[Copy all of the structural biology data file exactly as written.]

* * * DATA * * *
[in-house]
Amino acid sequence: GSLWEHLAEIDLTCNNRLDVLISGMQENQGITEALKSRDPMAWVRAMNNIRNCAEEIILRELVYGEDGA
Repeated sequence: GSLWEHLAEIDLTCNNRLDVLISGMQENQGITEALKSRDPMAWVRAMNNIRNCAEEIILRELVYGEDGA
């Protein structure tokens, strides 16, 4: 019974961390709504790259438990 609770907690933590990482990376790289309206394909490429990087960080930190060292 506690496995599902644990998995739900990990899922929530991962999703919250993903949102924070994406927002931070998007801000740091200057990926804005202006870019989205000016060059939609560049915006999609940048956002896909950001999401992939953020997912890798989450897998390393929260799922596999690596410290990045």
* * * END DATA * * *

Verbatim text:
[in-house]
Amino acid sequence: GSLWEHLAEIDLTCNNRLDVLISGMQENQGITEALKSRDPMAWVRAMNNIRNCAEEIILRELVYGEDGA
Repeated sequence: GSLWEHLAEIDLTCNNRLDVLISGMQENQGITEALKSRDPMAWVRAMNNIRNCAEEIILRELVYGEDGA
């Protein structure tokens, strides 16, 4: 019974961390709504790259438990 609770907690933590990482990376790289309206394909490429990087960080930190060292 506690496995599902644990998995739900990990899922929530991962999703919250993903949102924070994406927002931070998007801000740091200057990926804005202006870019989205000016060059939609560049915006999609940048956002896909950001999401992939953020997912890798989450897998390393929260799922596999690596410290990045």